The Oakland A’s are one game into their 2017 season, and so far they’re 1-0 after winning on Opening Day. Woohoo! First place in the AL West!
Now that we have some actual stats in the books, it’s tempting to start looking for conclusions and takeaways and narratives. But let’s be real — it’s been one game, and we know more or less as much as we did 24 hours ago.
So, instead let’s have some fun with silly stats. They get more and more ridiculous the smaller the sample size, and when will we ever have a smaller sample than one game? Here are three of my favorites. Please don’t take these numbers seriously, other than to note that these players had a really good day on Monday.
Khris Davis | 844 wRC+
In the season opener, Davis went 3-for-4 with two homers, good for a line of .750/.750/2.250 — that’s an OPS of 3.000, with the maximum possible being 5.000 (Adam Lind currently has that perfect mark, with one HR in one plate appearance).
As you can imagine, a 3.000 OPS is quite a bit higher than the current league average. How much higher? According to his 844 wRC+, he’s been more eight times better than the average hitter. OPS+ isn’t quite as impressed, giving him “only” a 699 mark (or, seven times better than the average hitter).
(For context, Peak Barry Bonds topped out at a 244 wRC+ and a 268 OPS+ over a full season.)
While Davis’ wRC+ mark is the best in the AL, he’s only third in MLB. Lind is first, but of course the other guy ahead of Khris is a pitcher — that dastardly Bumgarner! Oh, and Khrush is also on pace for 324 home runs.
Ryan Dull | -2.93 FIP
The FIP stat is meant to be read like an ERA. It’s what the pitcher’s ERA should theoretically be, based on “fielding-independent” things like his strikeouts, walks, and homers. Dull’s peripheral stats currently suggest that he should allow negative-three runs per nine innings.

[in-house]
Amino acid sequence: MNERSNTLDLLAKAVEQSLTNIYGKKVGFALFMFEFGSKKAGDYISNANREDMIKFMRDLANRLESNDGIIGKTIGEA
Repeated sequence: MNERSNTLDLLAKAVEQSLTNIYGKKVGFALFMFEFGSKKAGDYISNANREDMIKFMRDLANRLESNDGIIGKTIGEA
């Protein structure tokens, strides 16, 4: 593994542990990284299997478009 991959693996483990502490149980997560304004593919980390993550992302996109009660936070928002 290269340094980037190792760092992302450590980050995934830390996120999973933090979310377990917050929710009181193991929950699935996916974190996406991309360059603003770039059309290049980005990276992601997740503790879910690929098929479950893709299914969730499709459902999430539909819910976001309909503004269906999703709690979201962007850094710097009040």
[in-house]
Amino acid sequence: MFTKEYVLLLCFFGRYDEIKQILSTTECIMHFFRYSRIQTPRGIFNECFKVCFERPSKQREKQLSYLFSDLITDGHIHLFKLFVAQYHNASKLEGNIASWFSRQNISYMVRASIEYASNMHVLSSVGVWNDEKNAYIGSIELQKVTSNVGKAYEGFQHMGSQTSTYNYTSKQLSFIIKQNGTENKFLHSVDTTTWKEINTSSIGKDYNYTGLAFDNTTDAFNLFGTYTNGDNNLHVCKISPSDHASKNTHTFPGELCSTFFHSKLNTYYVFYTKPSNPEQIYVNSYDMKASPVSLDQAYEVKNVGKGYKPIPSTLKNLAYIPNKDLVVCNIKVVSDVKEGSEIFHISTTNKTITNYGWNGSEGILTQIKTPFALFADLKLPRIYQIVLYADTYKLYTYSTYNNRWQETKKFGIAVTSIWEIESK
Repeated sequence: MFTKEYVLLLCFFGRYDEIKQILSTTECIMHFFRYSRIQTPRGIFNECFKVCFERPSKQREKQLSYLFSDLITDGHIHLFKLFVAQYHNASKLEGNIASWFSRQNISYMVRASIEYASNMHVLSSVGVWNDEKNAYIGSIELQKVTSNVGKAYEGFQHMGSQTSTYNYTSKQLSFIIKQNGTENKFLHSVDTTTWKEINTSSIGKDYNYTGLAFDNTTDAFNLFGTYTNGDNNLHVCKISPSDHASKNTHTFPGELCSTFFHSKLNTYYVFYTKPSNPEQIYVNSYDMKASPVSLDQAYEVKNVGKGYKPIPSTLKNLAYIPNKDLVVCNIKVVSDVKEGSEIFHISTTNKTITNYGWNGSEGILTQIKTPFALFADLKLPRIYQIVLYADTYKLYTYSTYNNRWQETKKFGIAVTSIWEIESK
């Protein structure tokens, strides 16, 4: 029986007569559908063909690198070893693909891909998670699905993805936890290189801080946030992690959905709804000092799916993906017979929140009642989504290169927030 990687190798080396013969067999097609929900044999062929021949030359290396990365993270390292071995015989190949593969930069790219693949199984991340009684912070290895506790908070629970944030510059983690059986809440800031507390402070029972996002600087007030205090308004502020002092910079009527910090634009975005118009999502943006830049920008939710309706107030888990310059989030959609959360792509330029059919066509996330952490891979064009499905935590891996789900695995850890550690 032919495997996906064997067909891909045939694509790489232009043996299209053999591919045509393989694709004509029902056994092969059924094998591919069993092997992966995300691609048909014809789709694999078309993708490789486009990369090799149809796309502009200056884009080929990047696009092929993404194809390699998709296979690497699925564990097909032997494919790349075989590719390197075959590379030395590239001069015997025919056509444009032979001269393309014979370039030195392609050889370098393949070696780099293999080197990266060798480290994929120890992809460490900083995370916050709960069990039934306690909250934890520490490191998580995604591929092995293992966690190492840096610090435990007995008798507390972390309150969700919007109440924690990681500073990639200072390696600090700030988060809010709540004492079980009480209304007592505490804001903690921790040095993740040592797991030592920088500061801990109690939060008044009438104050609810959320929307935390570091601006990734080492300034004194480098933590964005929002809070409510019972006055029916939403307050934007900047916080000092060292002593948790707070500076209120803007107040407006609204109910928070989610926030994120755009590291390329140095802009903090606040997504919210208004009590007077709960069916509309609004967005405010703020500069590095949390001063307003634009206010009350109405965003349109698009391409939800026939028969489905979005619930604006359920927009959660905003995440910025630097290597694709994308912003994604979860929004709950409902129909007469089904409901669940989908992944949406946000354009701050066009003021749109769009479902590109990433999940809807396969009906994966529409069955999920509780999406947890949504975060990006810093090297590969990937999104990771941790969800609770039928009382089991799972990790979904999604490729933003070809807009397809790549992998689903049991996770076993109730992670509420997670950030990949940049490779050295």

In the season opener, Dull threw one inning, faced three batters, and struck out all of them. Fanning every hitter you face is a perfect outcome as far as FIP is concerned, since you’re retiring every batter yourself and leaving nothing to chance with the defense behind you. And with this extreme of a case, the scale gets completely broken and spits out a negative number.
Forget bringing in Dull to hold a close lead. Call on him when we’re down a run and he might give us the lead!
Santiago Casilla | 1-for-1 save conversion
Mark Melancon | 0-for-1 save conversion
The Giants let Casilla walk last winter, and then gave Melancon a huge four-year contract. The A’s picked up Casilla on the cheap.
Melancon will almost certainly be better over the next four years. This is just one day in the volatile, inconsistent life of relief pitchers. But still. Lol.
* * *
There’s one more stat that you might have noticed last night, and that was Kendall Graveman’s velocity. Specifically, he touched 97 mph on a regular basis in the early innings.
But let’s hold our horses before getting too excited. As Dave Cameron of FanGraphs notes, MLB has switched from measuring velocity with PITCHf/x to using Statcast’s Trackman radar, and the difference is currently being hypothesized as an extra 1 mph bump across the board.
So, perhaps Graveman was really touching 96 in those early innings, while Sean Doolittle was more in the 94-95 range. Still good, on both counts! But not quite as eye-popping as they initially appeared. The better news, as relayed by Jeff Sullivan of FanGraphs, is that Graveman’s velocity has been consistently creeping up for a couple years now and was still at a career-high level on Monday even after accounting for the Statcast switch.
Oh, and Marcus Semien (career .303 OBP) is tied for the AL lead in walks (2).